Linda Lee — My personal bridge blog

So Much To Blog About … So Little Time

The word is that Sao Paulo may not be the ideal tourist destination.  Ray and I are wondering about our decision to go there rather than watch vugraph (and comment on it) right here at home.  But go we will on Friday.  For now I am having a wonderful time watching.  Its like a bridge orgy.  To start with how is everyone doing.  Sao Paulo on the WBF Site has the results and more.  I have been using the links at the top of the page on bridge blogging to move from place to place on the net as I watch.

After three rounds of the Bermuda Bowl, nobody’s pick (well nobody I know) Argentina is leading the Bermuda Bowl field.  Is this a kind of home field advantage.  They are closely followed by the Netherlands and Norway. USA 2 is in a safe sixth spot having soundly thrashed USA1 in the third round robin match beating them 56-18. USA I hasn’t actually won a match yet although they did come close to getting a draw from Guadelope.  Its early days of course but we are expecting better.


Canada Master Point Press in Sao Paulo

In the Venice Cup USA 1 is leading the field after thrashing Egypt and Germany and getting the better of USA 2 by a small margin in a match I was watching.  Most of the teams at the top of the pack are no surprise.  Canada Master Point Press has had a modest start.  They are in 13th place after a good win against Barbados and losses to Egypt and Spain.  I am sure it feels good to get the first day under their belt.  Tomorrow looks like a day where they can pull ahead.  They have a tough match against France but have two easier matches against Morocco and Jordan.  They should be able to end up with about 55 VP. Go girls.  We are all behind you.  Of note Germany had a tough day too mainly because they got clobbered by USA 1 and got pushed into the “minus” ending up with 4.23 VP.  They did beat Sweden and had a big win against New Zealand.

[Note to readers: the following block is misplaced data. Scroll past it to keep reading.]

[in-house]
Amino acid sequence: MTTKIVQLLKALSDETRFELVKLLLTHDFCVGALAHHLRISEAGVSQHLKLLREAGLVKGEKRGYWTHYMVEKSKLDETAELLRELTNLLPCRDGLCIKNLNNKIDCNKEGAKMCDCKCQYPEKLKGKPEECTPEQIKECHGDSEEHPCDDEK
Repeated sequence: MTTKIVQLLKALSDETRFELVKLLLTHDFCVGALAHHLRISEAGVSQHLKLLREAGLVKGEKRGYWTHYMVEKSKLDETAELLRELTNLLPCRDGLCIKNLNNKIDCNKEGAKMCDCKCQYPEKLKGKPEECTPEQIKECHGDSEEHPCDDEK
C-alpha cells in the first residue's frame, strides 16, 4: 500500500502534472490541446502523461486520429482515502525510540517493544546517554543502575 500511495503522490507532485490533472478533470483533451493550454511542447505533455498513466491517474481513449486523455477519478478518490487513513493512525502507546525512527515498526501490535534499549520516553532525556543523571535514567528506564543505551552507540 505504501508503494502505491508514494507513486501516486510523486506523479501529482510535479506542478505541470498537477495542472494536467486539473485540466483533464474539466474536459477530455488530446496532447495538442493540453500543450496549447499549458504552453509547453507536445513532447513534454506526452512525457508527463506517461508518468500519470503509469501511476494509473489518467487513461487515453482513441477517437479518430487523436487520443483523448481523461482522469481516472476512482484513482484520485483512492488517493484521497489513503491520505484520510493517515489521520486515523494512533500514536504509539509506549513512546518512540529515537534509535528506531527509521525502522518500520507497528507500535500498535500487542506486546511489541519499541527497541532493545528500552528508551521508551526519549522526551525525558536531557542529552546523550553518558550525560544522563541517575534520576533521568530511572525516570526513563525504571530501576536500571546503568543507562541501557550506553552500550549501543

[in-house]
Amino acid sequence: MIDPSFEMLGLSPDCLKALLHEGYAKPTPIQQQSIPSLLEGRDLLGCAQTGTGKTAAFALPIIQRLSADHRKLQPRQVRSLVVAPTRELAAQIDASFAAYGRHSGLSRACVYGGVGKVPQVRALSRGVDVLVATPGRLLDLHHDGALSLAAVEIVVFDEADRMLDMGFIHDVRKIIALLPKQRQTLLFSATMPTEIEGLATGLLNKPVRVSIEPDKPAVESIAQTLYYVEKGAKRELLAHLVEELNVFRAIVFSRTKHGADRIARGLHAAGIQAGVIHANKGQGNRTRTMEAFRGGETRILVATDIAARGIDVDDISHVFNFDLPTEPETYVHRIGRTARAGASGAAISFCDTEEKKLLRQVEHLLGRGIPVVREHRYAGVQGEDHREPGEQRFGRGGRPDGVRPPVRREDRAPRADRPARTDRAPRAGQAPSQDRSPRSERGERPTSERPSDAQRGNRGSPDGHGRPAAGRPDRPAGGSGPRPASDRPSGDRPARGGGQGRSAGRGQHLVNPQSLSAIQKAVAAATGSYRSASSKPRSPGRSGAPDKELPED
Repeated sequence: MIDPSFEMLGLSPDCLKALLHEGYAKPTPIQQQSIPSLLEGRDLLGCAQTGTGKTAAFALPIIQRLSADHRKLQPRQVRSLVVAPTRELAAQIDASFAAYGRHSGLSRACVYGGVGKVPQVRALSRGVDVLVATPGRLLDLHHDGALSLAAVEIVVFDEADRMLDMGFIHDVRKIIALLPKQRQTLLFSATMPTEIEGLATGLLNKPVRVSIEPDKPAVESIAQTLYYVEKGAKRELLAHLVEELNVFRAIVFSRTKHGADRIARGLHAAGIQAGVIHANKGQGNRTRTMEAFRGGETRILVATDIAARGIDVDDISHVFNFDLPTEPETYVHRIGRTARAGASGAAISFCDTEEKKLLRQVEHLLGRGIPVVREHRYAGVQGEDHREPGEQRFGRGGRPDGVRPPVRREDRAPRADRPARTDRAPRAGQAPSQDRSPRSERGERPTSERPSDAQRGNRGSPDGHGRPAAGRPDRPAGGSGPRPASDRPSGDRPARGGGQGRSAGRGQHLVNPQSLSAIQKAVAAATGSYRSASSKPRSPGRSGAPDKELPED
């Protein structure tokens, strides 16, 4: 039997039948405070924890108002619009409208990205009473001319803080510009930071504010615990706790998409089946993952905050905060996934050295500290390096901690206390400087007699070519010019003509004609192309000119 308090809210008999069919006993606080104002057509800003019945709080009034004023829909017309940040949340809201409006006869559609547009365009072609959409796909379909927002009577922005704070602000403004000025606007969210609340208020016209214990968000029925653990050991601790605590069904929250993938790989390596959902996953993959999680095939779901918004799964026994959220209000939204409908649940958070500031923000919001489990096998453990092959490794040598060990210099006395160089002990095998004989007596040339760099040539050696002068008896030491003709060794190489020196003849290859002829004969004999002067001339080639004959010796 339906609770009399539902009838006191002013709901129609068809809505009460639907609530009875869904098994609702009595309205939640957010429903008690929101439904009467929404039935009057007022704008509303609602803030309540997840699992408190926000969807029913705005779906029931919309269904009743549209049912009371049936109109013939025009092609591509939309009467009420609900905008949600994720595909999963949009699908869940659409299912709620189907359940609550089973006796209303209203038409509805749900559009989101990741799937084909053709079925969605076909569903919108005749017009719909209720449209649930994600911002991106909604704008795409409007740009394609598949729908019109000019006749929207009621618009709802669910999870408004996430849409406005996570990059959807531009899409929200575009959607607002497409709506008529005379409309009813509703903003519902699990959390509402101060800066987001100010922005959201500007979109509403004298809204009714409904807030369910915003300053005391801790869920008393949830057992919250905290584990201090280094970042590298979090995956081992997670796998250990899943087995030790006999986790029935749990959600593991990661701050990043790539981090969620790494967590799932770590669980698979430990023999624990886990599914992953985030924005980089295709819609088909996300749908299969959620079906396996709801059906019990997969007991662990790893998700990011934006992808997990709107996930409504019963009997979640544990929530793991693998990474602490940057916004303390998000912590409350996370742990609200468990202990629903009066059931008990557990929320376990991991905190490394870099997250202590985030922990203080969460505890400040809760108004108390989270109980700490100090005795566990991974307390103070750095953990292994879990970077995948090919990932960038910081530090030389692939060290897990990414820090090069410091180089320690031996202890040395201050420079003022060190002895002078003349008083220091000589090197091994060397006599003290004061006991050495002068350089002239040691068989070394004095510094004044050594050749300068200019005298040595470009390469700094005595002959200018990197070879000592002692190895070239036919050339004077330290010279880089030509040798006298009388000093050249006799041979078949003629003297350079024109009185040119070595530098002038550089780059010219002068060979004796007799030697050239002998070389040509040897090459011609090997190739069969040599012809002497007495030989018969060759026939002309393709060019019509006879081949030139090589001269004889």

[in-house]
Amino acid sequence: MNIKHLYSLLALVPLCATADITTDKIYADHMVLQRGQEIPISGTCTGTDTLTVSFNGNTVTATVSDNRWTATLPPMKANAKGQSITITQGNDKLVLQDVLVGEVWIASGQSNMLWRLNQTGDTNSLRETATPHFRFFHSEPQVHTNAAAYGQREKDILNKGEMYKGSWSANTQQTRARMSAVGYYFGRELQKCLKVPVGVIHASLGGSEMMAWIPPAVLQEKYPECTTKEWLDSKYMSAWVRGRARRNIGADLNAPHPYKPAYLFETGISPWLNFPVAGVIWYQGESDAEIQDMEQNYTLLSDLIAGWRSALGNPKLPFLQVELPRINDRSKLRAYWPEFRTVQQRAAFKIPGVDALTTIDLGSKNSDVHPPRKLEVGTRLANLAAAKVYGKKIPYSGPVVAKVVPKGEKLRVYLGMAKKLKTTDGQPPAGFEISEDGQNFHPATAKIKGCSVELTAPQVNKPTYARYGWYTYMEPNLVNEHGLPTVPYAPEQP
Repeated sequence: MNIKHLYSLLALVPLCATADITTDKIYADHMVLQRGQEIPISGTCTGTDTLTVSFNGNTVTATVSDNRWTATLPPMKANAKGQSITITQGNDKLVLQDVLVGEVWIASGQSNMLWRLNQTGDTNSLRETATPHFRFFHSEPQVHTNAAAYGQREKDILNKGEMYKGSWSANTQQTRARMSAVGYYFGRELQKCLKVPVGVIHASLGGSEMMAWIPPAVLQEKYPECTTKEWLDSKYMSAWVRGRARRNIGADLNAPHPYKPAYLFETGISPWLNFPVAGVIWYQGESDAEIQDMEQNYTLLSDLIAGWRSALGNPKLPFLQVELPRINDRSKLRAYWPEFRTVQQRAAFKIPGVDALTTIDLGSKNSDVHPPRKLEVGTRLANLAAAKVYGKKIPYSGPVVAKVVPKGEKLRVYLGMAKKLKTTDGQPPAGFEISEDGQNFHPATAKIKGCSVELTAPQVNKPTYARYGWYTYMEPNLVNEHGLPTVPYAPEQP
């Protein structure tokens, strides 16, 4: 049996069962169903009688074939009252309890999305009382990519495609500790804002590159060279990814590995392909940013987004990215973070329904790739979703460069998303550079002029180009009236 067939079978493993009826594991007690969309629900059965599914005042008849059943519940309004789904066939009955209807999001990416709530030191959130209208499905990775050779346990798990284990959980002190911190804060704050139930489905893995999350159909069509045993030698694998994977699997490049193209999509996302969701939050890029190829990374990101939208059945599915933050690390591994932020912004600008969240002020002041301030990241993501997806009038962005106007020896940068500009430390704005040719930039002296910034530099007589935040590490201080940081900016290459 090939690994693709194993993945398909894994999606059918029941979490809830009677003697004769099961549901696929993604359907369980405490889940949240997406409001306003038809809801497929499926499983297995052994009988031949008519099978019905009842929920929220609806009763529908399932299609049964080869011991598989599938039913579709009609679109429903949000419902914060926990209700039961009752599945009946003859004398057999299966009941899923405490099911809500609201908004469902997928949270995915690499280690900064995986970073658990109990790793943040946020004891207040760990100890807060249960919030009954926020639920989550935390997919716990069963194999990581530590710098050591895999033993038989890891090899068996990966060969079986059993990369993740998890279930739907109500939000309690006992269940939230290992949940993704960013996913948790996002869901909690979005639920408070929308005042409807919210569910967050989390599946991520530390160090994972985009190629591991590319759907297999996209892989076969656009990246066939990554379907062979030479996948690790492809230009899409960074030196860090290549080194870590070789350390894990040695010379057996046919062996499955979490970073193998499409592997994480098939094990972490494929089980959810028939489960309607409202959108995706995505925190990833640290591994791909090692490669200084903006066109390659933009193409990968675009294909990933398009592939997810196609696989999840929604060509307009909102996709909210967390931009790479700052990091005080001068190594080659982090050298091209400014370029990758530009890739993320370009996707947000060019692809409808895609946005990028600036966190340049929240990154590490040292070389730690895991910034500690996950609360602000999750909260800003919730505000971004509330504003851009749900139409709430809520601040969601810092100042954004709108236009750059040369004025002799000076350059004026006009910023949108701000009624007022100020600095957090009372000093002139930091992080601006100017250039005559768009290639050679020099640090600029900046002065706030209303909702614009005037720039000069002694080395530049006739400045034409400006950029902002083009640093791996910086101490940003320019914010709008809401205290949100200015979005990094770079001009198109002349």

In the Senior Bowl USA 1 won all their matches and lie in a qualifying position in sixth place in a bunched field.  So keep up the good work, Bobby and team.  USA 2 is in the second spot trailing England by a few VP’s.

I watched throughout the day and did commentary on the third 16 board match.  I was watching the Open Room in the Venice Cup USA 1 versus USA 2.  Board 1 showed that some times science is not the way to win.  Would you want to be in a slam off the ace and king of a side suit? Your hand is

South Sanborn